For restoring VMs from the local snapshots, Linked Clone is used. With this technology in place, restoring a VM takes around a minute. Of course, for a standalone VM, this process takes more time and is determined by its storage capacity. While restoring a VM, you can select a destination cluster and VM Network.

Here are some things that are good to know about this technology:

  • It is not integrated with vSAN Native Data Protection and SRM
  • VMware is planning to make VM backups group-consistent. Linked Clone allows backing up groups of VMs even if they reside on different storage.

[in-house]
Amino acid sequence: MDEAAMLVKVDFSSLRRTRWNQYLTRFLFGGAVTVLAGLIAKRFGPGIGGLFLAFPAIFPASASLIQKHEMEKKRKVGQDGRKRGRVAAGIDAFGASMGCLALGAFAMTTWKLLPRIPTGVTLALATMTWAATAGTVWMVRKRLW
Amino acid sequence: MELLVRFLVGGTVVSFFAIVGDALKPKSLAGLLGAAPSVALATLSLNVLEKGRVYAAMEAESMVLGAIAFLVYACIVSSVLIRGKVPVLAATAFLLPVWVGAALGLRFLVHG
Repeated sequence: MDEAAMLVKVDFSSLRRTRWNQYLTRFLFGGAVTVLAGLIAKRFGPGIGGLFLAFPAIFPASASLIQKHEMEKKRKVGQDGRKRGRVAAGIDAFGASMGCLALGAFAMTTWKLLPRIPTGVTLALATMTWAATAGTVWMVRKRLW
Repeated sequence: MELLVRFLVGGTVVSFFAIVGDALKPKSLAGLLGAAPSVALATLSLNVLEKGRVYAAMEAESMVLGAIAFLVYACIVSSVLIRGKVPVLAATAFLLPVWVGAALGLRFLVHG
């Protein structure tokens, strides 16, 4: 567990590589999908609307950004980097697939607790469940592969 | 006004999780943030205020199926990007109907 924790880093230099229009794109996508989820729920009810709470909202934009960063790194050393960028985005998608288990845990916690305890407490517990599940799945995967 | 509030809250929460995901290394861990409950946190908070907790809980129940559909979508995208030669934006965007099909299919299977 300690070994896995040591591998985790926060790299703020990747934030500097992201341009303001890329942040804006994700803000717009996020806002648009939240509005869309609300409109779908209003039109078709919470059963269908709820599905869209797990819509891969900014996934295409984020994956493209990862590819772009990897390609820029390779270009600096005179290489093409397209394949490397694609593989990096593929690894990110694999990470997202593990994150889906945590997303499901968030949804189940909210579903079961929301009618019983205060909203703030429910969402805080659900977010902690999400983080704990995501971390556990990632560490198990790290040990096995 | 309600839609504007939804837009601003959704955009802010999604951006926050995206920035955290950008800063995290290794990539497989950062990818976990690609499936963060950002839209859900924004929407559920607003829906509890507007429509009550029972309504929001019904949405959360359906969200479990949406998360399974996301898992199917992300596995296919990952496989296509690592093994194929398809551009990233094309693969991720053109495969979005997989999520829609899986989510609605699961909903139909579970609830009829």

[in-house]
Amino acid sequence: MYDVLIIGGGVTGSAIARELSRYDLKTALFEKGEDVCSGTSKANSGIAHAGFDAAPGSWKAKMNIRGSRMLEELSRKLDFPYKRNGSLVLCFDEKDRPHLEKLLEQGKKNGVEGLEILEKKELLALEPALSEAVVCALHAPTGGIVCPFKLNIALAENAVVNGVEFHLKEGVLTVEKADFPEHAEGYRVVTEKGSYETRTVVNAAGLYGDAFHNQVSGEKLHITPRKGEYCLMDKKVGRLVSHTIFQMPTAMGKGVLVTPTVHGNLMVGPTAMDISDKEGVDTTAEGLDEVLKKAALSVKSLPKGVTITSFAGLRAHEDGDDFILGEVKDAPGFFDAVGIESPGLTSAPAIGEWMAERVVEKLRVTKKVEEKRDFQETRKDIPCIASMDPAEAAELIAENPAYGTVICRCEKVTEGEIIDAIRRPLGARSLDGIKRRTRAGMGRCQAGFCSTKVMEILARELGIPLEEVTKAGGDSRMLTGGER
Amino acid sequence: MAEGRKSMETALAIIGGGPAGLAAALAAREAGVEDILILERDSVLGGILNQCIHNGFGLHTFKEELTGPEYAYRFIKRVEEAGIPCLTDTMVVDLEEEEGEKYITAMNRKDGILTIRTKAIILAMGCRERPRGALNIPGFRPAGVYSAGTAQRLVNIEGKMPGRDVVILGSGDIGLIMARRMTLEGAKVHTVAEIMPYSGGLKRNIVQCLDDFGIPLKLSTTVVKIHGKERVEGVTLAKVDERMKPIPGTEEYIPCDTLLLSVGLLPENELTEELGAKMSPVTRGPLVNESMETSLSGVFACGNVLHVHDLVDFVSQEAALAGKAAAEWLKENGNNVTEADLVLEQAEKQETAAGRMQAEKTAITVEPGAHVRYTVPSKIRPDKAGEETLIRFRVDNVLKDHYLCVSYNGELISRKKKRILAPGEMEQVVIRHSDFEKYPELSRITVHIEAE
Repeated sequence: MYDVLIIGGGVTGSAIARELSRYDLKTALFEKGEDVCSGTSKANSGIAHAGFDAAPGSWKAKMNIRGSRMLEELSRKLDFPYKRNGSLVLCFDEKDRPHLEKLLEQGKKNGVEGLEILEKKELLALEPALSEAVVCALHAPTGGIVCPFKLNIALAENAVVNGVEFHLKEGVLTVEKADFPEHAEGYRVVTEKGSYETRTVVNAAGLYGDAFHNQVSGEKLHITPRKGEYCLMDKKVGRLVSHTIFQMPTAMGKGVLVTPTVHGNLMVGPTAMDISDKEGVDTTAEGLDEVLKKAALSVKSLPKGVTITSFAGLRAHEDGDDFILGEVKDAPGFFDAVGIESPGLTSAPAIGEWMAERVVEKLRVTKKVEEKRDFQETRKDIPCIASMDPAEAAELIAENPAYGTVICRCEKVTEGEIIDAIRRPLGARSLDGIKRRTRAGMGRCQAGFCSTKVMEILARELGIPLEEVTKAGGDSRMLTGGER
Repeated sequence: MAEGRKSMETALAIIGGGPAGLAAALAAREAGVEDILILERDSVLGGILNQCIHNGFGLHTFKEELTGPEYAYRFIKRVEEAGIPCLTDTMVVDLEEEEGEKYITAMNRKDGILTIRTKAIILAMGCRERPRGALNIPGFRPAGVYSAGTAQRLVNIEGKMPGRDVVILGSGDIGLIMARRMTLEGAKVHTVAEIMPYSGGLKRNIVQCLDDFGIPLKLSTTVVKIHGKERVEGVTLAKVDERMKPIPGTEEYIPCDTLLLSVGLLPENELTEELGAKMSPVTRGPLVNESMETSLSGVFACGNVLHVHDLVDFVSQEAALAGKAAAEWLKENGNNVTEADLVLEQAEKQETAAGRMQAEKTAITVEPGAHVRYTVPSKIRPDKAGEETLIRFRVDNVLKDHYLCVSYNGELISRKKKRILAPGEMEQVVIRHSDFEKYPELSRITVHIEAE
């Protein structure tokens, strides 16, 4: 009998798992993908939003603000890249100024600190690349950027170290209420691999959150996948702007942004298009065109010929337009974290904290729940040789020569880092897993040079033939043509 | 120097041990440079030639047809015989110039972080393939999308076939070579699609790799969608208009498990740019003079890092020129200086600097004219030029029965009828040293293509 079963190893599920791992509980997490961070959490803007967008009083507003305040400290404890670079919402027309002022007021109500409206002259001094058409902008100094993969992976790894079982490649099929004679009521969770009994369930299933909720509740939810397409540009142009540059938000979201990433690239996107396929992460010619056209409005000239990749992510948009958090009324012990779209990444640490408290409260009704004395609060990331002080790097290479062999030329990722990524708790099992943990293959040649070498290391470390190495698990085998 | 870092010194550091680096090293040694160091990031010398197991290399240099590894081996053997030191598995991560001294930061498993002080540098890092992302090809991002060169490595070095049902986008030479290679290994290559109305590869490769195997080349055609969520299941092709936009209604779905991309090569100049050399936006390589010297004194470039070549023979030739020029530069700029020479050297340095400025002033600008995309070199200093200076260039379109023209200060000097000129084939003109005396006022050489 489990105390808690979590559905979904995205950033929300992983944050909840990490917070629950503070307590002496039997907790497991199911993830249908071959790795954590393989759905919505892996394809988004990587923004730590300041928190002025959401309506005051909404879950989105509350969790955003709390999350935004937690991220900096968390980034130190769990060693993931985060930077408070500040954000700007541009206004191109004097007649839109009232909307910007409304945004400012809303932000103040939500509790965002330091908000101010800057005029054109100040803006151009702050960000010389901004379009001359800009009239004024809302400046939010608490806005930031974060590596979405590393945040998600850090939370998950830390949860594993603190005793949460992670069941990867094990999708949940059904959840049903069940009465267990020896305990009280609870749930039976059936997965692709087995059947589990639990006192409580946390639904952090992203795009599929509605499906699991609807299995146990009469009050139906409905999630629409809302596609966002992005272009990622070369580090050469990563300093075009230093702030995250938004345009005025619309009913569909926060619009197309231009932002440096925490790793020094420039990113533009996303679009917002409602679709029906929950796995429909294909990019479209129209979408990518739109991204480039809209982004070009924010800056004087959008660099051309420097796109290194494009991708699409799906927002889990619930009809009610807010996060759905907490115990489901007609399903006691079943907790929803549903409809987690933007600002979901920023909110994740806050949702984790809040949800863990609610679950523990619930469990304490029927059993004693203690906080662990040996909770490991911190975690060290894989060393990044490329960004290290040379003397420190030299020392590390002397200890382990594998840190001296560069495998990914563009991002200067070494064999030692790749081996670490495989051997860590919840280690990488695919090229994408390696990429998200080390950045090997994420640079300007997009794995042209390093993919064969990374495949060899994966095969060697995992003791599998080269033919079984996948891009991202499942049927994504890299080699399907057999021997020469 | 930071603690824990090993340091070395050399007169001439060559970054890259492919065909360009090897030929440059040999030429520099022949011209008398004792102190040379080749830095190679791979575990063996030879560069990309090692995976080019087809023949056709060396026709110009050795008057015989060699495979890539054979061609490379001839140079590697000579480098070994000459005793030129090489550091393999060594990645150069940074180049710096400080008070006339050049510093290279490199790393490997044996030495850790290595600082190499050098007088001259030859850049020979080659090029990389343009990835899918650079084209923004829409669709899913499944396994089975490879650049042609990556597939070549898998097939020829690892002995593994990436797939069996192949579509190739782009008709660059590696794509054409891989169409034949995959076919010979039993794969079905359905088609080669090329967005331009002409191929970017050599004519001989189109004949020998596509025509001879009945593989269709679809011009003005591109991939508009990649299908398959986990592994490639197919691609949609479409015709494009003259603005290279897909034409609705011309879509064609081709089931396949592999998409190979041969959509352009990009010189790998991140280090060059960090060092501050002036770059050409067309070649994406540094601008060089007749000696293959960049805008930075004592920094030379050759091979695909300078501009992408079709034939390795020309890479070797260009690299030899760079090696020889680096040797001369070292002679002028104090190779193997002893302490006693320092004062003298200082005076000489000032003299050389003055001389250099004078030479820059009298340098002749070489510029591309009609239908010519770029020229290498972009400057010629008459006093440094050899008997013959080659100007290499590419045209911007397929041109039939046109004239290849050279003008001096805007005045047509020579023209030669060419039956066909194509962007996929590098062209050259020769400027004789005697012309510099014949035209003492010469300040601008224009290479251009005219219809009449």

• RPO can be shrunk to 5 minutes.
  • Use Microsoft VSS and own scripts to preserve application consistency of your backups.
  • The technology works with any VADP-compatible backup solution.
  • Snapshot-driven replication to the remote storage.
  • If storage has only crash-consistent snapshots, its snapshot is taken instantly.
  • You can replicate data between clusters even if they are orchestrated by different vCenter servers.
  • Only NFS share is yet available for archive storage. Amazon S3 support will be introduced soon.
  • Inline deduplication and compression of the native snapshots.

vSAN Native Data Protection is going to be introduced in Q1 2019.

First Class Disk (FCD) support

Working with VMDKs using just the traditional means is pretty inconvenient since you need VMs for managing such objects. Many just create a one-time virtual machine and delete it once they are done with the task. Here are some cases when you could need a temporary VM in vSphere environment: